What happens when a Protestant Pastor finds a great treasure in the Catholic Church? Becoming a Catholic was not easy for me. Like many converts, I had my share of misconceptions, and obstacles. My biggest obstacle was that my faith/ church perspective was also my career. At 20, I entered into full-time ministry as a Youth Pastor. Throughout my 22 year career in ministry, I have performed many roles—Senior Pastor, Teaching Pastor, Worship Leader, Missions Coordinator etc. My faith was my life, and the idea of leaving it all behind to become a Catholic was something that I wrestled with. I never would have thought it could happen. I had no Catholics in my family. Growing up as the son of a United Methodist pastor, my only exposure to the Catholic faith was from people who hated the Catholic faith. When I met my wife, I asked her if she went to church. She replied, “I’m a Catholic but I don’t go to church”, so I took her to my church and she loved it! We were married in the United Methodist church where I worked; and never looked back. Until… Caught Unawares Like many others who ultimately convert, my first experience with a Catholic who actually practiced his faith proved to be life changing. His name is Devin Schadt. He was a graphic designer. I hired him to create a logo for our youth ministry which led to some interesting conversations about faith, church and eventually his Catholic faith. My first impression of him was that he loved Jesus and had a vibrant faith. This seemed very strange to me, because as I sat in his dining room, I was intrigued by the icons, paintings and other “Catholic looking” stuff he had in his house. Who does that? I had to press him on this. I had never heard a Catholic talk about Jesus in the way Devin did. I had assumed that he just hadn't read the Bible enough to see that his Catholic faith contradicted the Scriptures. I was licking my chops at the idea of sharing some verses with him and explaining the Gospel. I was certain that after a few minutes of this, he would be ready to become a “real” Christian, pray the sinner’s prayer, and become a Protestant like me. I asked him, “Devin, when were you saved?” I wanted to see how a Catholic would answer this question. I did not expect much. I was so wrong. Not only did Devin have an answer to that question, but he had his own questions for me. Questions that I was not at all prepared for. For example, “Keith, where did your Bible come from?” “Why are there so many Protestant denominations?” “How do we know who is accurately teaching the truth of Christianity when there are so many differences between Protestant denominations?” And so many more! I had never heard any of these ideas before, but although I was intrigued, I couldn’t wrap my mind around the possibility that the Catholic Church could be the one true Church founded by Christ. Even the idea that there was one true Church founded by Christ was a new idea to me. I had always believed that what mattered was a person’s faith and belief in the scriptures, not any connection to an institution. Devin was helping me to see that the Bible itself shows that Jesus not only founded a Church, but that it still existed today through the authority of the apostles as they had handed down the faith. However, this was not something I could easily accept. When God Called Me Devin and I would go on to have many conversations over the years. We would take a pilgrimage to Rome and Medjugorje together. We would argue passionately. During this time, my ministry and my family were growing. I loved my role in my church. God was moving and things were great. Although there were many things Devin had showed me that challenged my Protestant thinking, I was still too afraid to seriously entertain the idea of converting. However, there was one night in particular where God called me out. I was at a church camp and one of my friends was leading the youth in a communion service. It was nothing new to me, but as he worked his way through the service and held up the bread and juice and said “this represents Jesus”, I knew that this was not what Jesus said, and I also knew this was not what the Christian Church believed for 1500 years. It was as if God was calling to me “Come home and I’ll show you more...” I broke down and left the room. I called Devin and confessed to him that I was feeling called to become a Catholic. I was terrified that he would rub it in my face that he was right (only because that is what I would have done), but he did not. He simply said he was there to help. I wish that this was the part of my story where I converted, but it is not. I was too afraid. I bailed because I could not wrap my mind around how this could work. What would I do for a job? What would my family think? How could I explain this? All of these questions overpowered the leading I felt and I put this whole Catholic thing behind me for many years. It’s one of the biggest regrets of my life. More than 10 years later, eventually God’s call home would become something I could no longer ignore. I had been the “Pastor to Youth and Mission” at a United Methodist Church for a couple years when a good friend of mine named Greg invited my wife and me to attend a screening of “Apparition Hill”. This movie was a documentary that followed seven strangers on a pilgrimage to Medjugorje. I had not thought about that trip in quite a while, but when Greg called I thought I’d better go, since he was the one who originally took me on that trip all those years ago. The movie brought so many things back into my mind and had me in tears a few times. This film was clearly used by our Blessed Mother to reach out to me. Worst Part I had been in a bit of a storm in my church. Although my local church was great, our denomination was a mess. It had become clear to me that without an authoritative voice to not only interpret Scripture, but even history, chaos and schism were inevitable. For the United Methodists, the cultural issues of the day surrounding Marriage and Scripture were unraveling what was once a strong denomination. I found myself at odds with many people who wanted the church to change with the times. It did not seem to bother them that the scriptures clearly defined things like marriage and human sexuality. “That’s just one interpretation”. “The church has had it wrong all these years and we will fix it”. “God doesn’t hate. He/she loves everybody so you can’t judge anyone”. These were just some of statements I wrestled against all the while knowing that I really did not have a leg to stand on without some kind of external God-given authority to tell me otherwise. During one of my conversations with a very liberal pastor friend, she said to me, “Keith if you believe all that Church authority stuff, why aren’t you a Catholic?” Great question! I had begun to reopen that idea. It seemed that the more I thought about everything Devin and I had argued about, the more it made perfect sense. I was in a different place. I had learned that not listening to God is the worst thing you can do. I still had objections. I still had issues, but I had begun to feel a new sense of calling and a new presence in my life. It took me a while to put my finger on it, but it all became clear to me as I was preparing to preach a sermon on the Annunciation. (It was Advent—so we could talk about Mary.) As I worked on this message in my office, I became overcome with emotion. The more I thought about Mary, the more I became aware of not only how amazing she was, but how connected to the Holy Spirit she continues to be. I felt her presence. When I preached that sermon, I could feel the Holy Spirit moving. I talked about how Mary was the “New Eve” and the “New Ark of the Covenant.” I talked about how amazing she must have been for the angel, Gabriel to greet her “Hail, full of grace”. The people were so intrigued by this. One man came forward afterwards in tears, saying he had never heard anything like that before. There is so much more I could say about this, but the bottom line is: My doctrinal objections were solved not by arguments, but by The Blessed Mother capturing my heart. However, I still had the issue of what my life would look like if I converted. My dad had told me once, “Keith you can’t just quit your job and become Catholic, there needs to be a way”. He meant that I needed to know how I would feed my family. What would I do for a job? What about my ministry? A Step of Faith The answers to those questions would not be revealed to me for some time, but one night as I prayed before a crucifix, I said to Jesus, “Lord, I am ready to become Catholic, but I need you to make a way.” With as much clarity as I have ever had from God, Jesus spoke to me from the crucifix. “I am the Way, the Truth and the Life. You don’t need Me to make a way, you just need ME”. I knew what this meant. I had just received my blessing during the Mass (because I could not receive the Eucharist). Jesus was showing me that He was not only truly present in the Eucharist, but also that my primary need was not for God to make things easy or fully revealed, but rather to take a step of faith like I had never taken before. He was showing me that what I truly needed was not control, or assurance. What I needed was Him. I was realizing that even if I lost everything I have in this world, but gained Jesus, I had won! I had to get to the place where I did not need it all to work out perfectly in order to convert. I had to be willing to sacrifice it all for Jesus. Once I was able to take that step, it all became clear. There was no looking back. Jesus said, “The Kingdom of Heaven is like treasure hidden in a field, which someone found and hid; then in his joy he goes and sells all that he has and buys that field.” (Matthew 13:44) After all these years, I was finally ready to buy the field. I am so happy I did. Since becoming a Catholic, things have not been easy. I have lost friends, money, security, stability and more. But what I have gained has been more valuable than I could ever have asked for. The blessings I have received are incomparable with what I sacrificed. God has been true to his word. I know that no matter what happens in this life, I will never leave the Church. When you follow the call of God, it does not mean life will become easy, but it does become more meaningful. I am so grateful for the grace he has given to me, and I can only dream, about where this journey will take me from here.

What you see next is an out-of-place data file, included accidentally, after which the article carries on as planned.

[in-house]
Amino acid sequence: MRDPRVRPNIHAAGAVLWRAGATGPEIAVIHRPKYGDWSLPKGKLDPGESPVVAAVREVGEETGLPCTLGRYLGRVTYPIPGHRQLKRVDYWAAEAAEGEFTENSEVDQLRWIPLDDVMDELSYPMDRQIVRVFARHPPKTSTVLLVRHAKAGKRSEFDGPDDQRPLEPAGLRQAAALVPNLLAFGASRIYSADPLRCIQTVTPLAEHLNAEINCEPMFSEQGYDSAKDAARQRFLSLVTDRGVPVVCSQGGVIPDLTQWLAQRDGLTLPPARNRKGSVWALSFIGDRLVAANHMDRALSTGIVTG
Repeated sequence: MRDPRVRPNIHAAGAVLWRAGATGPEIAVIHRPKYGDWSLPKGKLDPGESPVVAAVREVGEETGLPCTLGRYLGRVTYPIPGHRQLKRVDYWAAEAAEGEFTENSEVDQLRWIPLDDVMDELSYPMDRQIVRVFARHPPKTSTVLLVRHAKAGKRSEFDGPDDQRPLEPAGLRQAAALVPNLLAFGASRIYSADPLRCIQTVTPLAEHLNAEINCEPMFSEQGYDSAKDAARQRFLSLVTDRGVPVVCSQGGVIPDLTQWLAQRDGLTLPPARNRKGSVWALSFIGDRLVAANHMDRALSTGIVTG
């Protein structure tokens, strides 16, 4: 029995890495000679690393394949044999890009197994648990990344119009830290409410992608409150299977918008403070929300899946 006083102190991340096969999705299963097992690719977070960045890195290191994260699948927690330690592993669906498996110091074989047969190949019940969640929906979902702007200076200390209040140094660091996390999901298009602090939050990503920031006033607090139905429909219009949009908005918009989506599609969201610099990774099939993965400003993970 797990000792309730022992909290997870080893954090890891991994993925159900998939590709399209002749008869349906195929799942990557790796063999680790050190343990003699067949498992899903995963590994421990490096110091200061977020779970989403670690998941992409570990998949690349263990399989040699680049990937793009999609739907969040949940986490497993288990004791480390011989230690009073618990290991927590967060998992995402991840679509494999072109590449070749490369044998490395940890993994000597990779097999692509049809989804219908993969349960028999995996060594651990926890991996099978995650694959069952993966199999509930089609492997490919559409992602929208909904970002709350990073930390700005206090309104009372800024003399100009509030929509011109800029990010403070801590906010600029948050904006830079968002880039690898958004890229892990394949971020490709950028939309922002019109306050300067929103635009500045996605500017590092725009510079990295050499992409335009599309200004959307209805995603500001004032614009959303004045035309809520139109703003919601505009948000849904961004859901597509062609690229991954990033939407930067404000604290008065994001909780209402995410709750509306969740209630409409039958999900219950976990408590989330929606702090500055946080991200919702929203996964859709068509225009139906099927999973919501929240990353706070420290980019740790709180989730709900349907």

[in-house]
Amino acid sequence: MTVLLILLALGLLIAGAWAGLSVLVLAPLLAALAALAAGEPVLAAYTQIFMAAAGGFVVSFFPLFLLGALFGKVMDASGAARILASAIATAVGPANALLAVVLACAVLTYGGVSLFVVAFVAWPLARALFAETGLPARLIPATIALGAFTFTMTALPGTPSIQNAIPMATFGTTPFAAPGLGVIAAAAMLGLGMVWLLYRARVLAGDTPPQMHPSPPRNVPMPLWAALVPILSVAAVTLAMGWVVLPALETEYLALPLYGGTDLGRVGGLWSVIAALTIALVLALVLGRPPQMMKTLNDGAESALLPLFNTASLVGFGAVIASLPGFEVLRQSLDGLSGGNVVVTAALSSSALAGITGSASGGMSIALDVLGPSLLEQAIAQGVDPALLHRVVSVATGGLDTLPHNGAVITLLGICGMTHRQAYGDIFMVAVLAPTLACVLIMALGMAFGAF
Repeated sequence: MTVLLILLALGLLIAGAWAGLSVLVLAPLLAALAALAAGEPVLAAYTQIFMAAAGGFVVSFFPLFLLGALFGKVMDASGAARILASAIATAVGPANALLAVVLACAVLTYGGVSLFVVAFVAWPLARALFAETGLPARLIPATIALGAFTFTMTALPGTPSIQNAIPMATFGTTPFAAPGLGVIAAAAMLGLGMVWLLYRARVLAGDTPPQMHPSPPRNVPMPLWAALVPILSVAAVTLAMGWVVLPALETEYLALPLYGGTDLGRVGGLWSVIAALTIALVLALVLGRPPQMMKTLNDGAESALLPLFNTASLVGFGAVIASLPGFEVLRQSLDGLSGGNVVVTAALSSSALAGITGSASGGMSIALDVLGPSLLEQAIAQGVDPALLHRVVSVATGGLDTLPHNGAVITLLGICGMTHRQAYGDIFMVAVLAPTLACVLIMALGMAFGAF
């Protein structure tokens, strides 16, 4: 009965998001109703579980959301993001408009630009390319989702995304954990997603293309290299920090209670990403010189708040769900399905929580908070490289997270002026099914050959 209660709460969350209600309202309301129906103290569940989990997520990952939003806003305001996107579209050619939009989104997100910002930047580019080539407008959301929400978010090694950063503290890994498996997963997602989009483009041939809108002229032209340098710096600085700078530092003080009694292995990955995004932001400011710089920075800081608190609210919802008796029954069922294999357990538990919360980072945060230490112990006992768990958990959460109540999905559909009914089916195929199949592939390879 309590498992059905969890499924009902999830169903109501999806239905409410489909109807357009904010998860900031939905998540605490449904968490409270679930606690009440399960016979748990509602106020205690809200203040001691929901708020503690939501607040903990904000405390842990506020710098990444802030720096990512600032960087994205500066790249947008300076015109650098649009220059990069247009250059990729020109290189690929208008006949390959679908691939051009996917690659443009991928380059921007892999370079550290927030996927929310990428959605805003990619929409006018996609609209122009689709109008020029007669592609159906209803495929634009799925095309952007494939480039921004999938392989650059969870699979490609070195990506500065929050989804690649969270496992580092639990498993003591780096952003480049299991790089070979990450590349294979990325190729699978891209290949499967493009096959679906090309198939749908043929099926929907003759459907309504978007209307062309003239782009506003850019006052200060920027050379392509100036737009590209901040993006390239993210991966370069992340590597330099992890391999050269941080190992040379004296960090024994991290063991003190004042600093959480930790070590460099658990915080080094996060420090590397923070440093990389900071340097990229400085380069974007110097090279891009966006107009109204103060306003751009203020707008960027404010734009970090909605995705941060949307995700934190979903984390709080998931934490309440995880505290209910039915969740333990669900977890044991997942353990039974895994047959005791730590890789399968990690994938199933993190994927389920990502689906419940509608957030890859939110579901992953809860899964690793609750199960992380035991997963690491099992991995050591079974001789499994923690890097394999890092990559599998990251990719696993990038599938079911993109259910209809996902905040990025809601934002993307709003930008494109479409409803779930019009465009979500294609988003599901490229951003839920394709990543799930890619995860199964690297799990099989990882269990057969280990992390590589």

Are Angels real? Get to know the truth here... We often come across Angels as messengers of God in the Scripture. The Catholic Church recognizes the names of only three Angels, all of whom belong to the Choir of Archangels. Each year the Church celebrates the feast of these Archangels: Michael, Gabriel and Raphael on September 29th. Saint Michael the Archangel means, “Who is like God.” He is the patron of soldiers, police officers and firefighters. Traditionally, Michael has been referred to as the Guardian Angel of the people of Israel and he is now revered as the Guardian Angel of the Church. In the Book of Revelation, Michael is the angel who led the forces of Heaven to defeat Lucifer/Satan when he rebelled against God. We learn from Scripture and Tradition that Saint Michael has four main responsibilities: to combat Satan; to escort the faithful to Heaven at their hour of death; to be a champion of all Christians and the Church; and to call men and women from life on Earth to their Heavenly judgment. Saint Gabriel the Archangel means, “God is My Strength”. Gabriel is God’s Holy Messenger. He appeared to the Prophet Daniel to explain a vision from God. He appeared to the priest Zacharias to announce that he would have a son, John the Baptist, and he appeared to the Virgin Mary at the Annunciation. Catholic tradition indicates that Gabriel was the angel who appeared to Saint Joseph in his dreams. God entrusted Gabriel with delivering the most important message of our Catholic faith to the Virgin Mary. He is the patron saint of messengers, telecommunications workers and postal workers. Saint Raphael the Archangel means, “God heals.” In the Old Testament book of Tobit, Raphael is credited with driving the evil spirit from Sarah and restoring Tobit’s vision, allowing him to see the light of Heaven and for receiving all good things through His intercession. Raphael is the patron saint of travelers, the blind, bodily ills, happy meetings, nurses, physicians and medical workers. Angels all around us “Make yourself familiar with the angels, and behold them frequently in spirit; for without being seen, they are present with you.” Saint Francis de Sales. Have you experienced angels protecting you from apparent dangers? Sometimes a person knows deep down that Someone had come to their aid. Many of us have probably realized that angels have protected and helped them at times. One of my experiences of angels assisting me is etched forever in my memory. When my mom was being treated for cancer, we had to make a 240 miles round trip to the nearest cancer treatment center. On the way home one day, as we drove along a secondary highway, my car began to lose power while the engine started to bang and make all kinds of noise indicating that the car was about to die on the spot. My mom was exhausted and feeling ill, so I knew that it could be disastrous if we stalled on the side of the road in the heat of the summer. I began to pray desperately, asking the holy angels to come to our assistance, to keep the engine going until we arrived home. After chugging disjointedly along for about a mile or two, all of a sudden the engine started to smooth out, gain power and ran smoothly all the way home. We were thanking God for sending us angels to assist us. The next day, I brought my car into the mechanic shop to have it checked out. To my pleasant surprise the mechanic could not find a single issue with the engine. I felt thankful and amazed that our very own angel mechanic had fixed the car so that it ran even better than before. “The angel of the Lord encamps around those who fear Him, and rescues them.” Psalm 35:7 From the moment God created me, He assigned me a guardian angel. “Beside each believer stands an angel as protector and shepherd leading him to life.” (CCC 336) Our human lives are surrounded by their watchful care and intercession. Our guardian angel’s task is to get us to Heaven. We will never know, this side of Heaven, how many times we were protected from dangers by angels or how often they helped us avoid a fall into serious sin. “The angels work together for the benefit of us all.”— Saint Thomas Aquinas. No wonder the Catholic Church has set apart October 2nd as a feast day to remember the Guardian Angels. Many Saints were privileged to see their angel. Saint Joan of Arc (1412-1431) was a young woman who was called by Saint Michael the Archangel and other saints to lead and inspire the French forces in numerous military battles against the English during the Hundred Year War. God used this courageous woman to do battle on His behalf. Pope Leo XIII who reigned during the latter half of the 19th Century, had a vision of Satan and composed the following Prayer to Saint Michael which is recited after Mass in many Churches today: “Saint Michael the Archangel, defend us in the hour of battle. Be our defense against the wickedness and snares of the Devil. May God rebuke him, we humbly pray, and do thou, O Prince of the heavenly hosts, by the power of God, thrust into hell Satan, and all the evil spirits, who prowl about the world seeking the ruin of souls. Amen.” When we sing praises to God we are singing with the Angels. At every Mass, we are swept right up into Heaven. "The Mass as Heaven on earth …is a mysterious participation in the Heavenly liturgy. We do go to Heaven when we go to Mass, and this is true of every Mass we attend.” Dr. Scott Hahn. Heavenly King, You have given us archangels to assist us during our pilgrimage on earth. Saint Michael is our protector; I ask him to come to my aid, fight for all my loved ones, and protect us from danger. Saint Gabriel is a messenger of the Good News; I ask him to help me clearly hear Your voice and to teach me the truth. Saint Raphael is the healing angel; I ask him to take my need for healing and that of everyone I know, lift it up to Your throne of grace and deliver us back to the gift of recovery. Help us, O Lord, to realize more fully the reality of archangels and their desire to serve us. Holy angels, pray for us. Amen.